The Drunken Botanist: The Plants That Create the World’s Great Drinks is the latest from Amy Stewart, the “award-winning author of six books on the pleasures and perils of the natural world.” Lest you think this is for imbibers only, a teetotaler foodie, gardener or naturalist will be just as intoxicated by the dashing wit and detailed lore. As a naturalist myself, I have my eye not so much on the dozens of classic cocktail recipes (with original variations) or even the DIY syrups and infusions, but on the book’s main ingredients: style and substance. The book features a combination of conversational tone and scholarly authority.
“The botanical world produces alcohol in abundance,” and the human world has paid close attention to this fact for millennia. The first section of the book explores the fermentation and distillation of “the classics” in alphabetical order, from agave to wheat. The second section looks at the herbs, spices, flowers, trees, fruits, nuts and seeds that partner with the classics, while the third takes us into the garden, where “we encounter a seasonal array of botanical mixers and garnishes” for the final finesse.
Anytime is a good time to start watching birds, and anywhere will do: out the window or farther afield. There is much to see and hear right now. Springtime migration brings temporary and seasonal visitors, while year-round residents claim territory and set up housekeeping. A good field guide helps us identify birds familiar and new, and invites us to learn more about particular species’ habits, habitats and sounds. The National Geographic Pocket Guide to the Birds of North America by Laura Erickson and Jonathan Alderfer is a prime choice for beginners. The guide limits itself to one species per page and includes key facts, a unique “bird-ography,” a range map, drawings and a large color photograph. And it fits in a pocket, which is perfect for hiking, especially with binoculars already pulling one’s shoulder out of joint. Handier still is the color index, which makes it easy to identify a bird, even on the fly.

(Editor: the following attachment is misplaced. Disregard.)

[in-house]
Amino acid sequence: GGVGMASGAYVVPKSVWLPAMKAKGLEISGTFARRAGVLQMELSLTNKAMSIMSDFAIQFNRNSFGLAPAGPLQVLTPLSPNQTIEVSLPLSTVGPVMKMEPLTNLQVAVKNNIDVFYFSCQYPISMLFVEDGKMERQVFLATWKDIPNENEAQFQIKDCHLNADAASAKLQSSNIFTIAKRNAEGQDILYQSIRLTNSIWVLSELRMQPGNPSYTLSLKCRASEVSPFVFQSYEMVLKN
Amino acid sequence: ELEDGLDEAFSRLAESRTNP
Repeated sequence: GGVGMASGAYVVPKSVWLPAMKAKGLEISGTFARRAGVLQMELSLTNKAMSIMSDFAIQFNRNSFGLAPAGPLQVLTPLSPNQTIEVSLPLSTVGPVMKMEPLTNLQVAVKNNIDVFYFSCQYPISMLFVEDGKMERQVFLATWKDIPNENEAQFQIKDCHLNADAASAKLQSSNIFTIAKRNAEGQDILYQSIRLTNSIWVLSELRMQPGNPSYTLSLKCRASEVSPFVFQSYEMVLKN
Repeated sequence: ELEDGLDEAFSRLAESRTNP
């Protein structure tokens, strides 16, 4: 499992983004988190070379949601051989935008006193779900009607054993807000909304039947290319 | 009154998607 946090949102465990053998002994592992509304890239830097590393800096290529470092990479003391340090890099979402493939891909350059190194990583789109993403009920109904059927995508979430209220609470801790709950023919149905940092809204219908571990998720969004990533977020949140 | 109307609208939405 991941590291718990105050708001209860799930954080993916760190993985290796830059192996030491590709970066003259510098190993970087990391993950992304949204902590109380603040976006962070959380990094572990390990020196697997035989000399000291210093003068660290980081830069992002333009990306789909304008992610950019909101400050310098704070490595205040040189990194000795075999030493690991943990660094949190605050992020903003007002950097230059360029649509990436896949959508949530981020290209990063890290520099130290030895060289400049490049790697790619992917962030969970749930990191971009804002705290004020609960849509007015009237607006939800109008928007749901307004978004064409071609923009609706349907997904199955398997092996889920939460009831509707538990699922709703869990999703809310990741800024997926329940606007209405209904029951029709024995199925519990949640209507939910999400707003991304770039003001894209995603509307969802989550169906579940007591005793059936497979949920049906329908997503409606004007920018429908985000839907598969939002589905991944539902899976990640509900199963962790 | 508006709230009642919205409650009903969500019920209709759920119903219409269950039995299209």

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Backyard Foraging: 65 Familiar Plants You Didn’t Know You Could Eat brings the Eat Local movement about as local as you can get. Author Ellen Zachos “presents familiar ornamental plants and weeds with a secret: they just happen to be delicious.” Secret is right—not many of us know that we can eat lawn weeds (chickweed and dandelion), exotic invasives (Japanese knotweed and autumn olive) or redbud blossoms, magnolia buds and the berries on the ubiquitous Mahonia bush (aka Oregon grape). Even our flower beds can be well-provisioned with bee balm, hostas, ferns, spiderworts and other beauties, and I can personally recommend the delicate, asparagus-like sautéed daylily buds. Zachos details which parts of which plants to eat, when and how, and where best to find them. Greens, flowers, fruits, nuts, seeds, roots, tubers and fungi are included. Color photos, descriptions and common and botanical names keep beginners on the path to safe foraging and are accompanied by advice on forager etiquette, dangerous lookalikes and common-sense cautions, like avoiding areas that are chemically treated.
Stewart's (Wicked Bugs; Wicked Plants) new book explores the botanical beginnings of our favorite drinks. Like her previous books, it is so rich in details, little-known facts, and actual science, that readers won't even notice they are reading an encyclopedia. Each plant description includes history, propagation, and usage details. Stewart includes sidebars with recipes, field guides, planting instructions, a description of the role of bugs in getting from seed to plant to table, and in-depth historical details. She includes archaeological finds such as the presence of barley beer on clay pot fragments dated to 3400 B.C.E. and the legal details that changed the course of birch beer, which started as a mildly alcoholic beer, morphed into a soft drink during Prohibition, and recently began to be produced as a liqueur. VERDICT With more than 50 drink recipes, and growing tips, this highly entertaining book will please both cocktail enthusiasts and backyard gardeners. The inclusion of rich history throughout will delight armchair historians and the naturally curious. Highly recommended.--Ann Wilberton, Pace Univ. Lib., Brooklyn, NY[Page 116]. (c) Copyright 2013. Library Journals LLC, a wholly owned subsidiary of Media Source, Inc. No redistribution permitted.